@gnat Are you saying that the answer is "use different processes and other heavyweight stuff"? I mean, that's probably not wrong, but it's also over-general to the point of not being particularly useful.
    – senshin
    Sep 12, 2015 at 16:43
  • 3
    Honestly, I don't think there is an answer to this other than "switch to a language where variables actually have scoping rules" or "use the bastard stepchild of Hungarian notation where every variable is prefixed by its file and/or method name rather than type or kind". The issue you describe is just so terrible I can't imagine a good solution.
    – Ixrec
    Sep 12, 2015 at 18:27
  • 1
    @DocBrown Obviously nobody's going to do greenfield development in MUMPS (dear god, at least I hope not), but if you're stuck with an enormous codebase, you've got to make do with what you've got. (Aside: porting off of MUMPS in particular is further complicated by the fact that MUMPS is also a database system - so even if you port the procedural stuff to another language, you're still going to need some amount of core logic/bindings in MUMPS anyway.)
    – senshin
    Sep 12, 2015 at 22:03
  • 5
    At least you can't accuse MUMPS of false advertising for being named after a nasty disease. Sep 13, 2015 at 0:25

3 Answers 3



I do not know MUMPS as a language, so I do not know whether my comment applies here. Generally speaking - You must refactor from inside out. Those consumers (readers) of global state (global variables) must be refactored into methods/ functions/procedures using parameters. The method c should look like this after refactoring:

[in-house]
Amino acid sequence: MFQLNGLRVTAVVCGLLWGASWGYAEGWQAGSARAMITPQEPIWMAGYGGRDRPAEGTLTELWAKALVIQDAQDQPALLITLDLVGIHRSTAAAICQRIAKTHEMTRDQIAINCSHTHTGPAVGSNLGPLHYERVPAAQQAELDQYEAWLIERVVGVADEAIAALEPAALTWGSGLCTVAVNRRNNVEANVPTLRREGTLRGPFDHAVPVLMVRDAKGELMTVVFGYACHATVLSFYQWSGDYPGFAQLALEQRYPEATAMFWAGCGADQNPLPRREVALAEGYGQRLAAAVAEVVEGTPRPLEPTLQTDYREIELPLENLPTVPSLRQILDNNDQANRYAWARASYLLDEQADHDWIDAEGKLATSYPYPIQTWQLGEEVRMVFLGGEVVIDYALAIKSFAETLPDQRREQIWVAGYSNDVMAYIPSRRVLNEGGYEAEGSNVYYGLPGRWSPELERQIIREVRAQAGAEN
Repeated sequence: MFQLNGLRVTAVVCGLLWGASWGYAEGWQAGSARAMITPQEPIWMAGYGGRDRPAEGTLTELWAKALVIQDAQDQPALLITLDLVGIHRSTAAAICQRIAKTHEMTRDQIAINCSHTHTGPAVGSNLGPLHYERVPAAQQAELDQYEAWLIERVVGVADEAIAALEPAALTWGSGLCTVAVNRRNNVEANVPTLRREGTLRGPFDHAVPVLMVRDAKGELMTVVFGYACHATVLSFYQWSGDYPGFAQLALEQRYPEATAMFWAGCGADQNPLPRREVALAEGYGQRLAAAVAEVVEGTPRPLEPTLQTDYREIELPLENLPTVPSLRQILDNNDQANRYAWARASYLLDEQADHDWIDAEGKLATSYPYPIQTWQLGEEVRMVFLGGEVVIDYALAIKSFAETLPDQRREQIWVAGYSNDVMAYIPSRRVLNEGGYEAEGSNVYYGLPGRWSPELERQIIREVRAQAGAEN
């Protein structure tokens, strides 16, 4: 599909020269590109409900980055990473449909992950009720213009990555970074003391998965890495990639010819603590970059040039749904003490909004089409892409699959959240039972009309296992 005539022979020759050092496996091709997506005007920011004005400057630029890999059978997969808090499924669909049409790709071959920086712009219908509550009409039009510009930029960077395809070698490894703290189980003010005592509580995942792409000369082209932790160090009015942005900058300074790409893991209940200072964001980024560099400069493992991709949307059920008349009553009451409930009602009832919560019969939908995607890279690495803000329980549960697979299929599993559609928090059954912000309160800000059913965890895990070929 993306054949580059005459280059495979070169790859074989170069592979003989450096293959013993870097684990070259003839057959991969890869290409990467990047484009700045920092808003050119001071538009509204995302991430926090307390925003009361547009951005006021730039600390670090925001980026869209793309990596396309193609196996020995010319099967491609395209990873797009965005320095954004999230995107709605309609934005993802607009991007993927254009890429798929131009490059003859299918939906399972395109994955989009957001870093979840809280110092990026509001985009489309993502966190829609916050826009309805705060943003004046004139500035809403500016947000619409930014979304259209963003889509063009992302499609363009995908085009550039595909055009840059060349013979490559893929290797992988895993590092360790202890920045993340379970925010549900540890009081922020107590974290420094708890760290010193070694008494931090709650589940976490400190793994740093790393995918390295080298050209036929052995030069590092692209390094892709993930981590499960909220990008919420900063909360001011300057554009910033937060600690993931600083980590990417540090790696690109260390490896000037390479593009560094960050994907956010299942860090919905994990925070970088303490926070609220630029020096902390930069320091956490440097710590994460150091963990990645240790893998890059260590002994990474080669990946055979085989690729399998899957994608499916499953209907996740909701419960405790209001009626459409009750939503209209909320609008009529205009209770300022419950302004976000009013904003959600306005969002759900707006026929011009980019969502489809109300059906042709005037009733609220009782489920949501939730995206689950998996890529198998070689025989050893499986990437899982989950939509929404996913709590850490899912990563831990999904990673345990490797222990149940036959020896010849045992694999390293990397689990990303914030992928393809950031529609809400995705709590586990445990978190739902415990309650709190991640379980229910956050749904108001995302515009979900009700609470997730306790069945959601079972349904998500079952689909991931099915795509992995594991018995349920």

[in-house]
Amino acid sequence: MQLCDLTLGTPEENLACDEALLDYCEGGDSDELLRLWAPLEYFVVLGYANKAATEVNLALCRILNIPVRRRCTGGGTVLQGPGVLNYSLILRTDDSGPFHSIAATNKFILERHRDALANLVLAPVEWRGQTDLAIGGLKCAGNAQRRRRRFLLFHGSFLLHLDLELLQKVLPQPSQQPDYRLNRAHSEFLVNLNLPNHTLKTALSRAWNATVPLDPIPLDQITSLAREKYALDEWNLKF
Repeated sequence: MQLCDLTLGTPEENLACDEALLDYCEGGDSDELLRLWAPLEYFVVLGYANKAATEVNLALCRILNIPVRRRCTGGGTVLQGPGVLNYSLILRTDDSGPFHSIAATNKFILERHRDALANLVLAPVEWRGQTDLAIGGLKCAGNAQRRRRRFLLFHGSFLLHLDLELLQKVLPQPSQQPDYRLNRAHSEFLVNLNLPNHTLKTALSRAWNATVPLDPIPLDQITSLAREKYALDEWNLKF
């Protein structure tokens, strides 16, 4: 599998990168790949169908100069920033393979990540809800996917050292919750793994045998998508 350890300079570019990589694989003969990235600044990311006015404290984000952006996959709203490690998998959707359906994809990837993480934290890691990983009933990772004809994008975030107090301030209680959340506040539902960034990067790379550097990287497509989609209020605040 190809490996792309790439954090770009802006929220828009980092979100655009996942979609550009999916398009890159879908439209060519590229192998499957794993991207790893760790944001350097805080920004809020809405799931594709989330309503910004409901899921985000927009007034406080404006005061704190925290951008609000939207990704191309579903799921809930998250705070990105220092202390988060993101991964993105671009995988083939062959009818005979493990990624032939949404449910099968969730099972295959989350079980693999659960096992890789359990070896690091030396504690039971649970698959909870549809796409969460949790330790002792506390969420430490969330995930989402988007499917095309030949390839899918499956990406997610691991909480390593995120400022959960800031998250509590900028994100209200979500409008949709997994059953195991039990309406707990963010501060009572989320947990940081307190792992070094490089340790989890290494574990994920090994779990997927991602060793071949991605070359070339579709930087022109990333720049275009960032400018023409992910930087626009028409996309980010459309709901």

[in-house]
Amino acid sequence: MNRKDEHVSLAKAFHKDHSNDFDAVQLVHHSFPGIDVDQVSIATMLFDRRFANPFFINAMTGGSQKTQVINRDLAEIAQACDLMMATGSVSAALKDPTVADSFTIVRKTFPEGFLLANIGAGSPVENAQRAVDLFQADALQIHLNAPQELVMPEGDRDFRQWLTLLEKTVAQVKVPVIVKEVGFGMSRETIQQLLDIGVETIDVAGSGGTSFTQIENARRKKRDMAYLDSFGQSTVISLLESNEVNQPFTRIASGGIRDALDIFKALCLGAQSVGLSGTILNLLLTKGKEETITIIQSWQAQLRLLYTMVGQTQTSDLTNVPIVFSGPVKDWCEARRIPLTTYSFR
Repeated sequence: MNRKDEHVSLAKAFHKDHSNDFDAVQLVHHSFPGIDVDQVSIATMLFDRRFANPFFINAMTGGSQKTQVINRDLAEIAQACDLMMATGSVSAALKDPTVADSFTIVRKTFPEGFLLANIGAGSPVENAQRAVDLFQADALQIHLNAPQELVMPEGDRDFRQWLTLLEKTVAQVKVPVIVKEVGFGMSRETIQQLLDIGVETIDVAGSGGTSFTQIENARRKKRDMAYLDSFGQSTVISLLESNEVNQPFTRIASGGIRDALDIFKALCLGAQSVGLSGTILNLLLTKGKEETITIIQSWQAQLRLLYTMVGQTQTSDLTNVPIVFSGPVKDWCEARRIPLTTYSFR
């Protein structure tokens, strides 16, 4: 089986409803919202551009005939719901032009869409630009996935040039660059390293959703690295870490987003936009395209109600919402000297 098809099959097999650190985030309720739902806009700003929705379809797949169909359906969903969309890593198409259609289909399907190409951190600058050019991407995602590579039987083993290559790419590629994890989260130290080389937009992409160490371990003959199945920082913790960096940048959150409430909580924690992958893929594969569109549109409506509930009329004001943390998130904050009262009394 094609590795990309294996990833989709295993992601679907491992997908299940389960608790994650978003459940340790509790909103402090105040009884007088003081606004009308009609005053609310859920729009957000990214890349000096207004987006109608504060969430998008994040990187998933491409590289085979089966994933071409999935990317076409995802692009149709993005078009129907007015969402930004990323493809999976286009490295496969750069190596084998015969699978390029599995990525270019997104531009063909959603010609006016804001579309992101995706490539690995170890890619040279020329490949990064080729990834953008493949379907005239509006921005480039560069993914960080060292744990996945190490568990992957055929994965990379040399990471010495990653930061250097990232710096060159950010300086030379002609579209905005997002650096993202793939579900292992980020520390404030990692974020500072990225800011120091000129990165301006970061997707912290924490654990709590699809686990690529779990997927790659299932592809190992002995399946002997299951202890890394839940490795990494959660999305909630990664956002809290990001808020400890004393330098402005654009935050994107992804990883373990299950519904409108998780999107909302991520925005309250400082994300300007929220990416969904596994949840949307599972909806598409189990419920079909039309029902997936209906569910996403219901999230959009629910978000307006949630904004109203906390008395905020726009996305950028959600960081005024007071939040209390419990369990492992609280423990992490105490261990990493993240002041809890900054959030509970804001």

function c(c_scope_x) {
   print c(c_scope_x);

all usages of c must be rewritten into (which is a mechanical task)


this is to isolate the "inner" code from the global state by using local state. When you are done with that, you will have to rewrite b into:

function b() {
   print c(x);

the x="oops" assignment is there to keep the side effects. Now we must consider b as polluting the global state. If you only have one polluted element consider this refactoring:

function b() {
   print c(x);
   return x;

end rewrite each use of b with x=b(). Function b must use only methods already cleaned up (you may want ro rename c o make that clear) when doing this refactoring. After that you should refactor b to not pollute the global environment.

function b() {
   newvardefinition b_scoped_x="oops"
   print c_cleaned(b_scoped_x);
   return b_scoped_x;

rename b to b_cleaned. I guess you will have to play a bit with that to get accoustomed to that refactoring. Sure not every method can be refactored by this but you will have to start from the inner parts. Try that with Eclipse and java (extract methods) and "global state" a.k.a. class members to get an idea.

function x() {


Question: With these dangers in mind, how can we safely refactor code in MUMPS or any other language with dynamic scoping?

  • Maybe someone else can give a hint.

Question: How do we mitigate the risks specifically associated with the increased fragility of dynamically-scoped code when refactoring?

  • Write a program, which does the safe refactorings for you.
  • Write a program, which identifis safe candidates / first candidates.